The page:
• Stephen Meyers & Shixin Huang: An exploratory field visit to establish relationships with grassroots organizations, providers, educators, and policymakers for a comparative research project on the rights of persons with disabilities and older persons in Hong Kong and Taiwan. The project also offers an opportunity for the UW DSP to increase its relationships both on-campus in Seattle and across the Pacific in Greater China.



  • Hannah Garland (Juris Doctor Candidate) will use the grant to attend the 13th International Disability Summer School through the Centre for Disability Law and Policy at the National University of Ireland Galway.
  • Megan McCloskey (PhD Candidate in Law) will use the grant to attend the 13th International Disability Summer School, as well as The Conference of States Parties to the CRPD, an annual meeting held at the United Nations headquarters in New York.
  • Shannon Meyer (Master in Cultural Studies at UW Bothell) will use the grant towards her capstone research project at the intersection of disability justice and reproductive justice.
  • Natalie Stagnone (graduating with Majors in Disability Studies and Neuroscience) will use the grant towards books and other materials for her nonprofit Thurston County Inclusion.
  • Sarah Arvey Tov (PhD Candidate in Special Education) will use the funding for the Disability Justice in Schools project.


  • José Alaniz (faculty in Slavic Languages & Literatures) is using the grant to attend the “Comics and the Invisible” conference.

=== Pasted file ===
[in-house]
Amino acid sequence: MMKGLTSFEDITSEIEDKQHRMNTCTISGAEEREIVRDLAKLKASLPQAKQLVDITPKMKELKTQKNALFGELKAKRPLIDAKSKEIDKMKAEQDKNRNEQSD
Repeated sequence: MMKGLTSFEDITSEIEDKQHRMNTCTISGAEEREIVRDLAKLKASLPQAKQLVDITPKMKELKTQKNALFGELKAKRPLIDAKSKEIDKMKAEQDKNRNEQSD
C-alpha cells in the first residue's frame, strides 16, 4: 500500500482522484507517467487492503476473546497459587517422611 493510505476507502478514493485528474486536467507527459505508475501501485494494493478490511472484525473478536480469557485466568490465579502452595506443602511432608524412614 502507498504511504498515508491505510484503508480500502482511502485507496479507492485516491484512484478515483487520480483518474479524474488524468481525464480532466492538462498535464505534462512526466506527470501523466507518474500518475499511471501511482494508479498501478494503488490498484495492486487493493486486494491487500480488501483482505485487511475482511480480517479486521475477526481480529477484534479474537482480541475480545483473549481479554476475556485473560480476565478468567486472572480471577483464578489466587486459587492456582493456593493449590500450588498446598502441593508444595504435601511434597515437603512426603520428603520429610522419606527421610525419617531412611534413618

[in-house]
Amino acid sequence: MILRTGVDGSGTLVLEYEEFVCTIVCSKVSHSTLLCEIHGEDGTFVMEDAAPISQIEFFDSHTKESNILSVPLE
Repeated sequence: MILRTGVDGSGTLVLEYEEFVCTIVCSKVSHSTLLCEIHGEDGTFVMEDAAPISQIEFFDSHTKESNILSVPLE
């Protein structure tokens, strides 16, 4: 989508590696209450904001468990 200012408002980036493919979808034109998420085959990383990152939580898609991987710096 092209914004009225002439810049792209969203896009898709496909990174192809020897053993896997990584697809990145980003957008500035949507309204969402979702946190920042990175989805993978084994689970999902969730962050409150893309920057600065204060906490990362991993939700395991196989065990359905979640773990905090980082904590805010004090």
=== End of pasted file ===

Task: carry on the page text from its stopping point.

• Stephen Meyers (faculty in Law, Societies & Justice, and International Studies) will use the funds to bring two international disability advocates to UW, regarding the rights of persons with albinism in Africa and children with disabilities in Jamaica.
  • E.T. Russian (artist and writer who is affiliated with UW Medicine) will use the grant to help create original comics and illustrations for the book All of this Safety is Killing Us: Health Justice through Prison, Police, and Border Abolition.



  • Ryan Decarsky (MA/PhD in SOC): “Queering Deafhood: Identity Formation and Community Building by Deaf-LGBTQ+ Folk in the United States.” This project explores identity formation and community building, critically examining how Deaf-Queer folk navigate life as Deaf in a hearing world and (simultaneously) Queer in a heteronormative one. This work centers community perceptions of Deaf culture and Queer culture, and examines how these cultural landscapes are shared through community interaction.

  • Christine Lew (DS and PSYCH Majors): This research investigates the concept of “Disability Gain,” seeking contexts where disabilities become advantageous to the individual and to society, through interviews, qualitative data analysis, and cultural artifact analysis. Christine is also a recipient of the Dennis Lang Award, the Husky 100, and the Breaking Barriers Award from Disability Rights Washington.
  • Christine Lew, Megan McCloskey, and Alizay Sajjad: The objective of the project will be to provide a baseline assessment of the accessibility and inclusiveness of campus sexual assault prevention efforts and response services at UW to support student advocacy efforts.